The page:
Google has big plans for 2013 — taking away 90 percent of Microsoft’s Office clientel.
Google VP and head of the company’s enterprise unit Amit Singh told AllThingsD the technology giant’s “goal is to get to the 90 percent of users who don’t need to have the most advanced features of Office.”
Google has put its focus on enterprise in 2012: its Compute Engine competes with Microsoft Azure, Google Drive allows Google App users to store documents “in the cloud” and the company is now charging customers to use Google Apps.
Businesses of all sizes wishing to sign up for Google Apps now have to shell out $50 a year. The change, Google said, is because its basic app, used by millions of businesses, is no longer meeting the needs of its users.
Companies of all sizes now must sign up for the premium version: Google Apps for Business. This app includes round-the-clock phone support for any issue, a 25GB inbox and a 99.9 percent uptime guarantee with no scheduled downtime. The app has an annual fee of $50 per user.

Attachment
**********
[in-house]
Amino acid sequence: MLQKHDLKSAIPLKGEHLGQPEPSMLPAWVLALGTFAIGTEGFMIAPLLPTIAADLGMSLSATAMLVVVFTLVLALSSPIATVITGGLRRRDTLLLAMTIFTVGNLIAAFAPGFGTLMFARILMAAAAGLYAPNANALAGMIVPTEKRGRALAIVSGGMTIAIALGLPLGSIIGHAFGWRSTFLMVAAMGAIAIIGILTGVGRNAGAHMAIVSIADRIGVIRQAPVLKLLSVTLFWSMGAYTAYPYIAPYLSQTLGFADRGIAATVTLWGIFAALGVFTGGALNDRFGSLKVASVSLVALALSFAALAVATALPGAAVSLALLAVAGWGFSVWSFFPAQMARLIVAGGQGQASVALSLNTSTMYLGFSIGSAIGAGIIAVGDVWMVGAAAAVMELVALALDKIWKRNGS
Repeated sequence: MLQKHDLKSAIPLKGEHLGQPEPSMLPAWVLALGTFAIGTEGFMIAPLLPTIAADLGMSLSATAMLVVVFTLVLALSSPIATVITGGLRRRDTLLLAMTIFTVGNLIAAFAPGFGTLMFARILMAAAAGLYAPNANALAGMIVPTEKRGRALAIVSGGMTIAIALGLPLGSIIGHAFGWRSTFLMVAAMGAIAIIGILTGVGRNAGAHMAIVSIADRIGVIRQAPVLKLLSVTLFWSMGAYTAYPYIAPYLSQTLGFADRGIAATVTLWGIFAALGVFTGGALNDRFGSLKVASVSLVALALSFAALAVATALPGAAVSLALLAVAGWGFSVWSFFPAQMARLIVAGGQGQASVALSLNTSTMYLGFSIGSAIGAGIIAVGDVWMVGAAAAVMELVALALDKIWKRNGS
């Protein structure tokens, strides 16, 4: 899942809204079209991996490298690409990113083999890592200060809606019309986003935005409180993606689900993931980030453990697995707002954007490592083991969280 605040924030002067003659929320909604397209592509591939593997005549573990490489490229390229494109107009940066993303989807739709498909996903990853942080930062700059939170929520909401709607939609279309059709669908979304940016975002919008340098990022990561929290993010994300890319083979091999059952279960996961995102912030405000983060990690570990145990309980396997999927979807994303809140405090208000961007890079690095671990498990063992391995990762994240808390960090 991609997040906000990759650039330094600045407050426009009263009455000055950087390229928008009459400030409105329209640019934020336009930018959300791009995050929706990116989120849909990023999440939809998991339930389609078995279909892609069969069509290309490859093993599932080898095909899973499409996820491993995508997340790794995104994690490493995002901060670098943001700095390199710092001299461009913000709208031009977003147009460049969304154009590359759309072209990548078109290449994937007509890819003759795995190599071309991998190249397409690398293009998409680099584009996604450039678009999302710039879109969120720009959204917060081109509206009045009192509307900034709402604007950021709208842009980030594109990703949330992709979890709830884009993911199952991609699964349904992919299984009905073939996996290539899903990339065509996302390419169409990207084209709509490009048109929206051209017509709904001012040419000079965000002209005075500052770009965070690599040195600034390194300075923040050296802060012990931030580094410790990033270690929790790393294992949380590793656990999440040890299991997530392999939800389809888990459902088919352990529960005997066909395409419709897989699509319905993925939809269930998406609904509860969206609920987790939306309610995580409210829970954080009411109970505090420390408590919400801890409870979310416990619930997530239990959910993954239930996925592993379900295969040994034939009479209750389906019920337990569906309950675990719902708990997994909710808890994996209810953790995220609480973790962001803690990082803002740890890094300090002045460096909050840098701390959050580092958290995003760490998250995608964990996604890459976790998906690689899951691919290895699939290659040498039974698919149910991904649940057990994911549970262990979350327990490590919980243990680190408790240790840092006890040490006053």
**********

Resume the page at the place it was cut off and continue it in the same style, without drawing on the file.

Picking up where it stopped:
Some of Google’s biggest customers include Costco, Dillards, Kohl’s and Office Depot.
All of these changes, Singh says, have caused other large companies to take notice of “what they can build using Google’s scale.”
“And we launched the next generation of Chromebooks. Each of the things we’ve done, the investments we’ve made have given people reasons to take a serious look at us in a ways they might not have done before.”
These changes, Singh says, will also enable the firm to control the enterprise market by pilfering Office users from Microsoft.
“We know the gaps between our features and theirs. We’re improving them week-by-week. We’re going to get to the 90 percent.”
Google Sheets, for instance, does tables graphing, etc., out of the box.
“In Q3, if you import from Excel into Sheets, you won’t be able to tell the difference in Sheets,” Singh says. “The next thing is the import from PowerPoint to Slides. That’s where QuickOffice is going to help us a lot.”
Singh says Google has Android developers working on Enterprise applications.
“The Android ecosystem for Enterprise is getting better, now that we’ve added things like encryption, and the same is happening on Chrome,” he tells AllThingsD. “As Google Apps gets wider and stronger, the ecosystem is getting strong, as people want to extend its capabilitles.
“There’s Backupify; there’s Cloud Log for audits. There’s Smartsheet. We’re seeing the natural evolution, but you can expect us to spend more time cultivating that in the coming year. There’s also a strong ecosystem around implementation and support of Google Apps. We’ve gone from 3,000 partners to 6,000 in one year. So now there’s this massive distribution.”